• Applied to the Resolvability Assessment Process for each of the current 29 global systemically important banks, before being finalised in 2015; and
  • Based on these processes, adjustments to the GLAC framework would be made, as appropriate.

Cross-border resolution actions

The resolution of cross-border banks must be supported by contractual or statutory approaches for cross-border recognition of resolution actions, including temporary stays on close-out and cross-default rights in financial contracts when a firm enters resolution, and bail-in of debt issued under foreign law. For the Brisbane Summit:

  • The FSB is working with the financial industry to establish a contractual approach to temporary stays.
  • National authorities need to be empowered to co-operate fully with their counterparts in other countries, including by recognising foreign resolution actions and ensuring that debt issued under foreign law includes contractual recognition provisions so that bail-in is effective in a cross-border context.

Other measures to end too-big-to-fail

  • The FSB has this month published a progress report on its work to strengthen supervisory intensity and effectiveness.
  • FSB Members have reviewed an interim assessment, produced by the FSB in collaboration with the IMF and OECD, of the cross-border consistency and global financial stability implications of planned or implemented domestic structural banking reforms in individual jurisdictions. Many of these measures help address the too-big-to-fail problem, but also have impacts on financial institutions and markets in third countries. That work will be developed and the FSB will report on this to the Brisbane Summit.
  • The International Association of Insurance Supervisors (IAIS) will finalise for the Brisbane Summit a Basic Capital Requirement on which higher loss absorbency for global systemically important insurers will be built. This work is progressing well.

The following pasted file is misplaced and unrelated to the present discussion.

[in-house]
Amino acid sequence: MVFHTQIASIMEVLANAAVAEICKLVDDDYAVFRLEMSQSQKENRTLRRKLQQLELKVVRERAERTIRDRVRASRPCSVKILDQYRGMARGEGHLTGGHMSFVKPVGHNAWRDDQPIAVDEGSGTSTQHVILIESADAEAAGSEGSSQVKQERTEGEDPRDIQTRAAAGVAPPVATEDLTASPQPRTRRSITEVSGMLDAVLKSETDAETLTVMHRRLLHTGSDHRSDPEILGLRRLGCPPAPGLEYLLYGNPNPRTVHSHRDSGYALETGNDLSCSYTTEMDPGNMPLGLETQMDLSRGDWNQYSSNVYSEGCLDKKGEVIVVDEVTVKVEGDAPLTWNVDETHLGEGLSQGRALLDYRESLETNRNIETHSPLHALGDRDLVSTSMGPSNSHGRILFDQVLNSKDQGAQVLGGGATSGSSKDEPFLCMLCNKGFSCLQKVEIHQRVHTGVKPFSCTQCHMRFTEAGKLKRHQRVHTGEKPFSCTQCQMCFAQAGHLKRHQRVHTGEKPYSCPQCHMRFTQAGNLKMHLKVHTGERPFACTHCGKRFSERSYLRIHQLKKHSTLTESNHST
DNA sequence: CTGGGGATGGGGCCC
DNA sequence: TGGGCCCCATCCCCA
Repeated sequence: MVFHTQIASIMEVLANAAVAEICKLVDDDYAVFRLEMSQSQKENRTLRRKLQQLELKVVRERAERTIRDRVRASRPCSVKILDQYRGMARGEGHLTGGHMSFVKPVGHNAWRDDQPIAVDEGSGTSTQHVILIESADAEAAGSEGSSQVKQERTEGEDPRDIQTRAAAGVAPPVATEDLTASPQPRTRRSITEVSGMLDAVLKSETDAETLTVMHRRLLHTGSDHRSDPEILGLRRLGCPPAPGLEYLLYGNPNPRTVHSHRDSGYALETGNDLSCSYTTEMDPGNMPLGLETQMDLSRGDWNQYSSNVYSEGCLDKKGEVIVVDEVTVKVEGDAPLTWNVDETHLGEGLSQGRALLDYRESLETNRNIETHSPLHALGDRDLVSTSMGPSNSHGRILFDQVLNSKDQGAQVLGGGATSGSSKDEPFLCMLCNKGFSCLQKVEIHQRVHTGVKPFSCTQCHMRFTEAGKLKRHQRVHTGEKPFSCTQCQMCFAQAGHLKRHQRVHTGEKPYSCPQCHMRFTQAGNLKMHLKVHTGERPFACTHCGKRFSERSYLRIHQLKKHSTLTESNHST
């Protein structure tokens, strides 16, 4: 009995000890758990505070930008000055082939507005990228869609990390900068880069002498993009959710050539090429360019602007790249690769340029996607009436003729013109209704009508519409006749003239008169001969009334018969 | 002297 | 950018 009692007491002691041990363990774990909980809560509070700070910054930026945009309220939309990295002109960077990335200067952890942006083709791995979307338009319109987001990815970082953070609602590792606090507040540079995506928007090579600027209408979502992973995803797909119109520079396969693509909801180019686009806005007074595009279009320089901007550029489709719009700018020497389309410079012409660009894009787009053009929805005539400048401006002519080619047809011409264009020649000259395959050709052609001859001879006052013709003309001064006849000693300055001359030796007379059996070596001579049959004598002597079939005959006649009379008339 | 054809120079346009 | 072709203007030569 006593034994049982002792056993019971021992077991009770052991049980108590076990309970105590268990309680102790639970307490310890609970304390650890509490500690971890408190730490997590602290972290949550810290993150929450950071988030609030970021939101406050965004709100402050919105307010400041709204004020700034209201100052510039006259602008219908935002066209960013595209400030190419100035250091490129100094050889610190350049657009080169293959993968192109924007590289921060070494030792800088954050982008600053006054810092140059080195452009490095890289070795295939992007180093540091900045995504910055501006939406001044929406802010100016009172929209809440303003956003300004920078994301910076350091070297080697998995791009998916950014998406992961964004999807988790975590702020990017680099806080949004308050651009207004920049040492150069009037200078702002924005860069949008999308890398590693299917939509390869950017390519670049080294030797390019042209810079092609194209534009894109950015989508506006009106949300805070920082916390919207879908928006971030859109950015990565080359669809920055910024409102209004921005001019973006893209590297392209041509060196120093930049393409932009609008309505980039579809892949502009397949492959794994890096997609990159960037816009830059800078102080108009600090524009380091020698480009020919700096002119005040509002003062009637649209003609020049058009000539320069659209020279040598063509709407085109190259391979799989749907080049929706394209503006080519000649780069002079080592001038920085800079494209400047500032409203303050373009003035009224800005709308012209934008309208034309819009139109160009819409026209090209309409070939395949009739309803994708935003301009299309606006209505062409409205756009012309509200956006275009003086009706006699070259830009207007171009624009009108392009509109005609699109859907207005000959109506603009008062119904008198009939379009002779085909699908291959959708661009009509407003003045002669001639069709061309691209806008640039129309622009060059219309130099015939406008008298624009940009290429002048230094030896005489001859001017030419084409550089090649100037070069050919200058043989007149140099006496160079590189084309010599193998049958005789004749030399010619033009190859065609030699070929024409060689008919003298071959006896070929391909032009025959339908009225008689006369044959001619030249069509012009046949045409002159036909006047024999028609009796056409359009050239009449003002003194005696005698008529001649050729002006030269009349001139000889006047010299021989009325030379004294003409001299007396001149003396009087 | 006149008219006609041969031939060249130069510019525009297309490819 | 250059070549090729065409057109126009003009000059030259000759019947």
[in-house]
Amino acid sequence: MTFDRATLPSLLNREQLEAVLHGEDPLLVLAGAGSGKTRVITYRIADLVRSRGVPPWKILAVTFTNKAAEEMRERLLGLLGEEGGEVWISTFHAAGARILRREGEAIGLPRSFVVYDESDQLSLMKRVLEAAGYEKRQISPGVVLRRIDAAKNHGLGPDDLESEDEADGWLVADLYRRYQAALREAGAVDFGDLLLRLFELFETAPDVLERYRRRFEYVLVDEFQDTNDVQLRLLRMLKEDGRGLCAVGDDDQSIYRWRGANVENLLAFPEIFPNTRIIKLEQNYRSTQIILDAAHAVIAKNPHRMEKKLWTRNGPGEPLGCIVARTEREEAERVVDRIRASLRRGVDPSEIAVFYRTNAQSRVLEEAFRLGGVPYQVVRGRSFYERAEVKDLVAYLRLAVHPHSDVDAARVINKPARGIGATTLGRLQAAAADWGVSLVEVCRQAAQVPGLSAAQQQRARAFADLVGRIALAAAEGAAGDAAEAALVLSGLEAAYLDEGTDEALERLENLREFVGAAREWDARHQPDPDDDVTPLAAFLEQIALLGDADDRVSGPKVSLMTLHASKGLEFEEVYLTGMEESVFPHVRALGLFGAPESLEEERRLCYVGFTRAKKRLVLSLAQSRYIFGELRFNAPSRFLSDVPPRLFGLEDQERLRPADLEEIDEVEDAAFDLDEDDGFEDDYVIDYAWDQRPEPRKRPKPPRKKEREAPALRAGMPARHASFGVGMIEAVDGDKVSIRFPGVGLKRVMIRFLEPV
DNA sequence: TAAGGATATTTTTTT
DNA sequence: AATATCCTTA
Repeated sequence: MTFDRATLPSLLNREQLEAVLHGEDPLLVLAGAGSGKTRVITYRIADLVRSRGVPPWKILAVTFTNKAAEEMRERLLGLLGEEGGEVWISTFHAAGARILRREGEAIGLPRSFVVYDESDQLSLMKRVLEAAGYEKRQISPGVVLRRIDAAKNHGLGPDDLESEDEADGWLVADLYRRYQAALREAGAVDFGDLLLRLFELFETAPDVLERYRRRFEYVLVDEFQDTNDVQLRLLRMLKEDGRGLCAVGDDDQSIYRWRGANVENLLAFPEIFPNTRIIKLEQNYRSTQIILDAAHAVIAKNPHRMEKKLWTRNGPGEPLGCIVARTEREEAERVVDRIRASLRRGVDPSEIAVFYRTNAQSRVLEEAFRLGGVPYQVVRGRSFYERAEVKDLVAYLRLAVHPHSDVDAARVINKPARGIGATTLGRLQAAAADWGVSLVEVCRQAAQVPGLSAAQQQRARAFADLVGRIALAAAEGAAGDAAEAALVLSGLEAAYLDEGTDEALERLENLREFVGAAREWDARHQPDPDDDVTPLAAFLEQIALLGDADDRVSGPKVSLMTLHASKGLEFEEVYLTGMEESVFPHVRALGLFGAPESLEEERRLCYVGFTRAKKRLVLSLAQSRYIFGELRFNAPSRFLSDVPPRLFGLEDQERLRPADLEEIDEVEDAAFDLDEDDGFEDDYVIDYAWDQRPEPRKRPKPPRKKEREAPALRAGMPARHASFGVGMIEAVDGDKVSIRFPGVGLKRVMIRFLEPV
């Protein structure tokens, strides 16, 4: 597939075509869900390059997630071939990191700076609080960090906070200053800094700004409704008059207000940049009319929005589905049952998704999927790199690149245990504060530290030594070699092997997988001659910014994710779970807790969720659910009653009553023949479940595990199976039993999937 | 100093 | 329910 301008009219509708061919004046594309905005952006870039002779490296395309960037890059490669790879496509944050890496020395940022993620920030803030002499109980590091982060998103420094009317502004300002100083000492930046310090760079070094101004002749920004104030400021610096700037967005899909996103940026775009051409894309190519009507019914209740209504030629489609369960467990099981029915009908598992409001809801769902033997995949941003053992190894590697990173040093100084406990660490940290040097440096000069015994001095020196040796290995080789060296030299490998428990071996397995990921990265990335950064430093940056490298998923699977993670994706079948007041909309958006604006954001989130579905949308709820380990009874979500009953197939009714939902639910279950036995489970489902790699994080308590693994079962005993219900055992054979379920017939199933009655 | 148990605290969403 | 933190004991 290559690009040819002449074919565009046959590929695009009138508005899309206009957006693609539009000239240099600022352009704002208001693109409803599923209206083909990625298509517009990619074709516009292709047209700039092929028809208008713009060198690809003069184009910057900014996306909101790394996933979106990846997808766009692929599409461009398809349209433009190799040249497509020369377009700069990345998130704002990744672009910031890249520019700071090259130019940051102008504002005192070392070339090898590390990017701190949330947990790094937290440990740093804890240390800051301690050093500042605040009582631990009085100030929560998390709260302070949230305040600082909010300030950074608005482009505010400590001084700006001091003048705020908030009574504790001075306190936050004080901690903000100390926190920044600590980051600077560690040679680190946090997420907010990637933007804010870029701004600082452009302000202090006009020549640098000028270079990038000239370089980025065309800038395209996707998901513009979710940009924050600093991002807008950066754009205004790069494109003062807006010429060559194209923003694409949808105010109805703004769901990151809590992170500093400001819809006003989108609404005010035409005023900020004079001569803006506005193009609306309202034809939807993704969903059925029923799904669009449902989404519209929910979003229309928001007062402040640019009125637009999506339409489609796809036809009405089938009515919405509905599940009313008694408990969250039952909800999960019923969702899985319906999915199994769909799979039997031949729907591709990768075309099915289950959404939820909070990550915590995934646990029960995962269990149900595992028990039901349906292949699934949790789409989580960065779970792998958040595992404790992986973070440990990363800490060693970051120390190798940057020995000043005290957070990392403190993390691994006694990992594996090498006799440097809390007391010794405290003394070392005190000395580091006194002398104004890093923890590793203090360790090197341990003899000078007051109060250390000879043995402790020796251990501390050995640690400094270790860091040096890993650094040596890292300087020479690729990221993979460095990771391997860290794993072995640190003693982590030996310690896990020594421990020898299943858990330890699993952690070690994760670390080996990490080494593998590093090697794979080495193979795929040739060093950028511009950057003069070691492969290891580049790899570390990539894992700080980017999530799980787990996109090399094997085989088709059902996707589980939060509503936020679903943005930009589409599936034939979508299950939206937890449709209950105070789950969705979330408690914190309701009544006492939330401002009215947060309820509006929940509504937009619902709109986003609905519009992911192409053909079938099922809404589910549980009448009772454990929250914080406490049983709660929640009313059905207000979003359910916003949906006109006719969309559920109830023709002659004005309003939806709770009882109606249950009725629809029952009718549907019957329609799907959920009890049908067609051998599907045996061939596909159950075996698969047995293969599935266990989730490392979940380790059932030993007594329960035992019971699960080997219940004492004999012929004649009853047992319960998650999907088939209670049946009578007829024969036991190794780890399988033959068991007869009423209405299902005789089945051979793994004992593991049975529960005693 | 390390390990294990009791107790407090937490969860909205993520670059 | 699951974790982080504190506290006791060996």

Transforming shadow banking

The FSB is working to strengthen the oversight and regulation of shadow banking according to the roadmap agreed by Leaders at St Petersburg. The FSB has:

  • Agreed an information-sharing process to support implementation of the policy framework for oversight and regulation of shadow banking entities other than money market funds;
  • Developed further the policy framework to address financial stability risks associated with securities financing transactions. This follows a review of the results of the public consultation and a further comprehensive quantitative impact study. An implementation timetable for the policy recommendations in this area has been agreed and will be published.
  • In addition, the BCBS has finalised its supervisory framework for large exposures, to be published shortly, and risk-sensitive capital requirements for banks' investments in equity of funds, to mitigate spill-over effects between banks and shadow banking entities.

 Ahead of the Brisbane Summit:

  • The FSB will start information sharing among authorities in May and will report initial findings.
  • The framework for haircuts and haircut floors in repo and securities financing transactions will be finalised.

 After the Brisbane Summit:

  • The FSB will launch a peer review on national implementation of the high-level policy framework in 2015.

Making derivatives markets safer

National implementation of agreed OTC derivatives reform is overdue, but substantial progress is being made in addressing the remaining cross-border issues.

  • The BCBS has finalised, and will publish ahead of our meeting, capital standards for the treatment of banks’ exposures to central counterparties that will clear OTC derivatives trades.
  • The OTC Derivatives Regulators Group (ODRG) has provided a report setting out the remaining known cross-border implementation issues relating to OTC derivatives reforms.

Ahead of the Brisbane Summit:

  • The ODRG will provide further reports in September and November on how it has addressed, or intends to address, the identified cross-border implementation issues.
  • The FSB will publish a report in September on the established processes in each jurisdiction to enable deferral to the OTC derivatives rules of others where these achieve similar outcomes.
  • The FSB will publish a report in May on approaches to aggregating and sharing derivatives data amongst authorities. It is crucial that the data that will become available under new trade reporting rules can be used by authorities to monitor global financial stability, even though they will be reported to multiple trade repositories.